The dating is consistent with the Oxford Authentification thermoluminescence test no. C105z53
From the beginning the Chinese spiritual and artistic preoccupation with the horse developed. Horses were valued, not only as animals that could be ridden, but as dray animals and, perhaps most importantly, as creatures of war. The use of horses to draw war chariots and as steeds for cavalry proved crucial in China's internal and external conflicts. The Chinese belief in the afterlife and the concern with providing the deceased with those items essential for his or her well-being in the world after death has ensured that abundant evidence has been preserved attesting to the importance of the horse in ancient China.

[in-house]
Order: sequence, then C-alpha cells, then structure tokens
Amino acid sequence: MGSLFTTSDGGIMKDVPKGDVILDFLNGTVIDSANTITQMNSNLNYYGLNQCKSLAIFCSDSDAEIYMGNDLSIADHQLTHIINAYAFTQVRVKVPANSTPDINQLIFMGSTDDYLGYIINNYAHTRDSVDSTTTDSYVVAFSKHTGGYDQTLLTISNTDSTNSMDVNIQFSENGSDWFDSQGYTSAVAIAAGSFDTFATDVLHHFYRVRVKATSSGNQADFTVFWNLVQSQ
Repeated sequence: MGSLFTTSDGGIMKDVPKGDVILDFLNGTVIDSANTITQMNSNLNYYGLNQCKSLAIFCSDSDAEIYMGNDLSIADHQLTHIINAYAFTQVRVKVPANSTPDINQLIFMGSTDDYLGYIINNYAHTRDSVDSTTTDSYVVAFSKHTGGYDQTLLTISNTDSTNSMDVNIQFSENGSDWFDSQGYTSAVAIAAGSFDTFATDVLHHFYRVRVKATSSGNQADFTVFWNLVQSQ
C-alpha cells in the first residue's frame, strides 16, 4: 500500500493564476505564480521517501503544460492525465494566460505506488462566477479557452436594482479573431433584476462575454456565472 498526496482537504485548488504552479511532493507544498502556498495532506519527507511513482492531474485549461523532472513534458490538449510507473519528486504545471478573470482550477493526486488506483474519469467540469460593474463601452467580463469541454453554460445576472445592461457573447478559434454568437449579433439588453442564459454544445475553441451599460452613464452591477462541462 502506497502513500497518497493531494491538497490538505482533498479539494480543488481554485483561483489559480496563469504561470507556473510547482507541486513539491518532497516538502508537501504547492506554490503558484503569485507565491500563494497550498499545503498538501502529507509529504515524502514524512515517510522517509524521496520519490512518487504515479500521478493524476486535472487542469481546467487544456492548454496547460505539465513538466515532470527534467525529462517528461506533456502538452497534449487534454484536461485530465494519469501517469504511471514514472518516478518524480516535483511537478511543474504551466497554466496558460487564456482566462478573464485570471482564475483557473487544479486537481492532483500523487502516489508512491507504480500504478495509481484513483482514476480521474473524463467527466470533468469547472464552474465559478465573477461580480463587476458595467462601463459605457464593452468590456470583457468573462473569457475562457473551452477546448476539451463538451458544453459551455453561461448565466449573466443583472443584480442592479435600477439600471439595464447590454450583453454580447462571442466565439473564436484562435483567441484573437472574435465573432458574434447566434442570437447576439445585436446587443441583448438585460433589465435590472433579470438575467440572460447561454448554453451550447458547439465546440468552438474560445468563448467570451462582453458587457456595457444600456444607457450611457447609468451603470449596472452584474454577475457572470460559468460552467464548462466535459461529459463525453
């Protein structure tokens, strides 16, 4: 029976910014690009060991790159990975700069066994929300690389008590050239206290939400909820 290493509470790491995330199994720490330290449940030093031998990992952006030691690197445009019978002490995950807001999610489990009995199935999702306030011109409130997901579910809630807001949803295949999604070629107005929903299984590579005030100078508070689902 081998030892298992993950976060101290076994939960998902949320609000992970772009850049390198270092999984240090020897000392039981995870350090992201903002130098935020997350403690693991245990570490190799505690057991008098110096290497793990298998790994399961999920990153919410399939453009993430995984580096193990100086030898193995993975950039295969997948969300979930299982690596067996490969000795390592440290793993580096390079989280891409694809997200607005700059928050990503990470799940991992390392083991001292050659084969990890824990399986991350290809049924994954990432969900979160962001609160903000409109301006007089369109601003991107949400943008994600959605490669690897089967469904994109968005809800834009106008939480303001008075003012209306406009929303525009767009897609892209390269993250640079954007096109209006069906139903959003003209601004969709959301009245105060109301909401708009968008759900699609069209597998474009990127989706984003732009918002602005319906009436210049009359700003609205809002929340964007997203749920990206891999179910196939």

Perhaps the most universally admired pottery horses are those, like the current example, made for the tombs of the Tang dynasty (AD 618-907) aristocracy. These horses, representing wealth and power, played a significant part in emphasising the importance of the occupant of the tomb. These were not just war horses or horses used for transport, but also employed in leisure activities. The horse depicted is the revered 'blood-sweating' horse, which was introduced into central China from the West during the Han dynasty. This so-called Ferghana horse was known for its speed, power and stamina, qualities which are brought out by the artist.
The pottery horses of the Tang dynasty were either unglazed and cold-painted or decorated with sancai (three-color) glazes. Both techniques were extremely successful.